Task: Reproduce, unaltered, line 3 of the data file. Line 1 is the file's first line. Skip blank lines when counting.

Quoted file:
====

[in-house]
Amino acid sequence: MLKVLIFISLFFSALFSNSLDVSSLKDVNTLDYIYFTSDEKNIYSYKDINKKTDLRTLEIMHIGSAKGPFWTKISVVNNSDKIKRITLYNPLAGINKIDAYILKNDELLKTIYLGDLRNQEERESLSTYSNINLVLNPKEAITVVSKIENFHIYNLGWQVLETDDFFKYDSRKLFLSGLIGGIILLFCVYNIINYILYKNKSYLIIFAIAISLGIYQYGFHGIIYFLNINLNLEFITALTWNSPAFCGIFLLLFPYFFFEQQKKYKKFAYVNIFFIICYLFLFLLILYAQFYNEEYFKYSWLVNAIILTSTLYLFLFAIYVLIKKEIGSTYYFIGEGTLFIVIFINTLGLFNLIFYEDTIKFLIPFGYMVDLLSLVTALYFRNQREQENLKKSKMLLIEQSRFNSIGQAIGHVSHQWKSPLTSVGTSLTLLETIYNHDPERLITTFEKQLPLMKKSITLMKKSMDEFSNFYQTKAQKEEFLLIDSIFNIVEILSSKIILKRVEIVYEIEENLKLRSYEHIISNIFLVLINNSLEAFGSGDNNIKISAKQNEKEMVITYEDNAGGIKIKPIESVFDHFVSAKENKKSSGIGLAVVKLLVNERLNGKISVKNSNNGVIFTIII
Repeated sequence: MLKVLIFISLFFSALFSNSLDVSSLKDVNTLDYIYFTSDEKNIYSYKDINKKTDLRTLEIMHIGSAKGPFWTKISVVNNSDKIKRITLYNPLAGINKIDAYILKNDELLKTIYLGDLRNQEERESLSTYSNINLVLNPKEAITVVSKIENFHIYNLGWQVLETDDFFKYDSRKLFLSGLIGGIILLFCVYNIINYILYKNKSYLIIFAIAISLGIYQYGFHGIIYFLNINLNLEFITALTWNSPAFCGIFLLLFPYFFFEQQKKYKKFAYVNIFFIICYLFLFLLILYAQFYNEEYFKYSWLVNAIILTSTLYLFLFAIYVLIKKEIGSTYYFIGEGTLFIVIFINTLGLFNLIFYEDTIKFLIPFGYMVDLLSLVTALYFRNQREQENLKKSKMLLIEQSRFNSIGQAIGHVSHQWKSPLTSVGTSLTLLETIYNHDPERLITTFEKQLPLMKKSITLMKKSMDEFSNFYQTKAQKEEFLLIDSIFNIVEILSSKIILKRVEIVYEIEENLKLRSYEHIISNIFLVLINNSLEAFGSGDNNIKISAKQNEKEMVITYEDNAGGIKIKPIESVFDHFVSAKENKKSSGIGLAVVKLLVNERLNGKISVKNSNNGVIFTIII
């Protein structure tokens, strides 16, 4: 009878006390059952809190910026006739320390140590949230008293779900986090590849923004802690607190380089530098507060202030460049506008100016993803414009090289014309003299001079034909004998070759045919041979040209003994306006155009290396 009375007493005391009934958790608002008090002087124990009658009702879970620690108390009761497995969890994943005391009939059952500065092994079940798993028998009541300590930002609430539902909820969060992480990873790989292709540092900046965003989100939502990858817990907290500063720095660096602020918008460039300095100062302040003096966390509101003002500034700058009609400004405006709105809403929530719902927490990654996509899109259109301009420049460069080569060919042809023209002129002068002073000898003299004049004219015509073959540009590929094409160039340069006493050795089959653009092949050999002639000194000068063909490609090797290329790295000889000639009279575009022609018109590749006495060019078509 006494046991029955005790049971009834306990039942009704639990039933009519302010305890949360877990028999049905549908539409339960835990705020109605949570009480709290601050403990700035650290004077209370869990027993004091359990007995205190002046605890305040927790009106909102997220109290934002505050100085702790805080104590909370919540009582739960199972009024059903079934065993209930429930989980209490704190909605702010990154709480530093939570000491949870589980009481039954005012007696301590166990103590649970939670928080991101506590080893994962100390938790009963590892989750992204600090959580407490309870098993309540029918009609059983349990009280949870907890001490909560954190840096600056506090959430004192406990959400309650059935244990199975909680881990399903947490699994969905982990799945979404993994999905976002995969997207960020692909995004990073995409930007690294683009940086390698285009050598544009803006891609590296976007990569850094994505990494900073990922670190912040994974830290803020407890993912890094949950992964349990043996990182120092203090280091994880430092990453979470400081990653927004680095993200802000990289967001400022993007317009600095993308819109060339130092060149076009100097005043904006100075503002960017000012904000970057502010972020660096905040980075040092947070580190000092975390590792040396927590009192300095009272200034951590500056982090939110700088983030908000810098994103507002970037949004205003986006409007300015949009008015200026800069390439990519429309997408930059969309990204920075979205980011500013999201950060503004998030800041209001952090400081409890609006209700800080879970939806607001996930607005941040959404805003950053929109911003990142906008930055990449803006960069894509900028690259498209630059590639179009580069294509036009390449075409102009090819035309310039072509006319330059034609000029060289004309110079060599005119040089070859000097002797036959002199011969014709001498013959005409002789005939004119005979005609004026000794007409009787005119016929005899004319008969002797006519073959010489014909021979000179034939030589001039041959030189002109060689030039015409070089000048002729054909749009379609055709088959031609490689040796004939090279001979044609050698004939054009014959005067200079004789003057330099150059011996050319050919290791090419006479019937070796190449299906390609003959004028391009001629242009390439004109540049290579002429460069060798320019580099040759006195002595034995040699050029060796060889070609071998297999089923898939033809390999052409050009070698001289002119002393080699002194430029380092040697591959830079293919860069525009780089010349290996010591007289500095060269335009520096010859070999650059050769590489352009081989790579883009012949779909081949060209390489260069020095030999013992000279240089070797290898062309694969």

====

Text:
Repeated sequence: MLKVLIFISLFFSALFSNSLDVSSLKDVNTLDYIYFTSDEKNIYSYKDINKKTDLRTLEIMHIGSAKGPFWTKISVVNNSDKIKRITLYNPLAGINKIDAYILKNDELLKTIYLGDLRNQEERESLSTYSNINLVLNPKEAITVVSKIENFHIYNLGWQVLETDDFFKYDSRKLFLSGLIGGIILLFCVYNIINYILYKNKSYLIIFAIAISLGIYQYGFHGIIYFLNINLNLEFITALTWNSPAFCGIFLLLFPYFFFEQQKKYKKFAYVNIFFIICYLFLFLLILYAQFYNEEYFKYSWLVNAIILTSTLYLFLFAIYVLIKKEIGSTYYFIGEGTLFIVIFINTLGLFNLIFYEDTIKFLIPFGYMVDLLSLVTALYFRNQREQENLKKSKMLLIEQSRFNSIGQAIGHVSHQWKSPLTSVGTSLTLLETIYNHDPERLITTFEKQLPLMKKSITLMKKSMDEFSNFYQTKAQKEEFLLIDSIFNIVEILSSKIILKRVEIVYEIEENLKLRSYEHIISNIFLVLINNSLEAFGSGDNNIKISAKQNEKEMVITYEDNAGGIKIKPIESVFDHFVSAKENKKSSGIGLAVVKLLVNERLNGKISVKNSNNGVIFTIII